The days of harvester-size, exhaust-spewing mowers may be numbered at golf courses.
Indianapolis-based Precise Path Robotics is beta-testing this season on greens in Indiana and Florida its new line of RG3s, silent, battery-powered robo-mowers that trim grass as fast as conventional, manned mowers but without the collateral environmental damage.
The GPS-guided RG3 is whisper-quiet, eliminating noise pollution. Another plus - the invention can be used at night. Several industry studies show that nocturnal mowing reduces disease, decreasing the need for fungicides.
RG3s, with a list price of $29,500, only work on greens and have a lifespan of five to seven years. The company is developing a line of robotic fairway mowers and bunker rakers, spokeswoman Lauren Littlefield says. GPS technology in these robotic groundskeepers will allow superintendents to apply less water, fertilizer and pesticides, she says.
Precise Path Robotics was founded in 2004 and its robot competed in the DARPA Grand Challenge. Although it didn't win the contest, the company hopes to win over the nation's estimated 16,000 golf courses.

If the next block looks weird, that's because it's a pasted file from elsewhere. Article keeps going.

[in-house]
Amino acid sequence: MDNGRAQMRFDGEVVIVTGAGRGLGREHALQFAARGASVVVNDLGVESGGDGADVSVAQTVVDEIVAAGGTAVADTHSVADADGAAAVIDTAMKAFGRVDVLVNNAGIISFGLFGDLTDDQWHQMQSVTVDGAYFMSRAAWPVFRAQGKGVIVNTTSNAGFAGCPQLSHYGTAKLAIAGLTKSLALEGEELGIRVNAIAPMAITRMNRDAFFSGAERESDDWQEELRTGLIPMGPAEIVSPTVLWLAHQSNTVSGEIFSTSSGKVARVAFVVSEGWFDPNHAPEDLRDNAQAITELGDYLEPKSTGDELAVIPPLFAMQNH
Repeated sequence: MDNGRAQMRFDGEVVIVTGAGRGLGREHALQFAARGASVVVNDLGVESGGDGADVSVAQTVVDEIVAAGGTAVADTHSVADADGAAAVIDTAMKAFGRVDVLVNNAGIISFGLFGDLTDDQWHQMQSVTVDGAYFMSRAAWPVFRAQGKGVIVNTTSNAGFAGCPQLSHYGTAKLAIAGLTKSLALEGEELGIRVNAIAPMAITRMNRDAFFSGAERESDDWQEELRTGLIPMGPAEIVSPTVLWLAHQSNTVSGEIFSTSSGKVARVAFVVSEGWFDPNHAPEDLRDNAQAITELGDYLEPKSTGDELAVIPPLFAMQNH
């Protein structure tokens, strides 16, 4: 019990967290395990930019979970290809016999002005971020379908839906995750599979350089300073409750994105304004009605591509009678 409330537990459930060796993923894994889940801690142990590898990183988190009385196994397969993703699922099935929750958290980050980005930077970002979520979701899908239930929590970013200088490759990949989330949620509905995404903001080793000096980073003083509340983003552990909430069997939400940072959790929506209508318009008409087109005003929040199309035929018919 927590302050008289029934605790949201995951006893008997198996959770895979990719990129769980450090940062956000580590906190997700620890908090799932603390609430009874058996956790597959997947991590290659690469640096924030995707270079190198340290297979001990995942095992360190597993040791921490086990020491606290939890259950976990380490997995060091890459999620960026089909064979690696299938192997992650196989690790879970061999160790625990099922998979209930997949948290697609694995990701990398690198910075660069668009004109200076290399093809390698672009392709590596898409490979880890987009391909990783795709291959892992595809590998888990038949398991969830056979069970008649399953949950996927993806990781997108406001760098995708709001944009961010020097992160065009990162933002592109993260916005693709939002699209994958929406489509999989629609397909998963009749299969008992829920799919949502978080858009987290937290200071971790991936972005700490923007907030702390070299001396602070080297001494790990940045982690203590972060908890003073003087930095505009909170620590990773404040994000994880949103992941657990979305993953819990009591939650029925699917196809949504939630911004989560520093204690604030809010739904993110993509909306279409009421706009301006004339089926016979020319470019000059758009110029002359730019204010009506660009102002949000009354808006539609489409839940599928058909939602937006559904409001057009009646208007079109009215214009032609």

While robo-mowers promise to reduce the carbon footprints of golf courses, this may not be good news for the Carl Spacklers of the world, the militant, Dalai Lama-quoting groundskeeper in Caddyshack.
The RG3 can mow in "perfectly straight lines," says Littlefield, "which is virtually impossible for a human to do." Moreover, she adds, golf course owners "can reduce staff."What about gophers? Will robots eliminate those varmints?
As Spackler says, to kill the gopher, "You have to fall back on superior intelligence and superior firepower."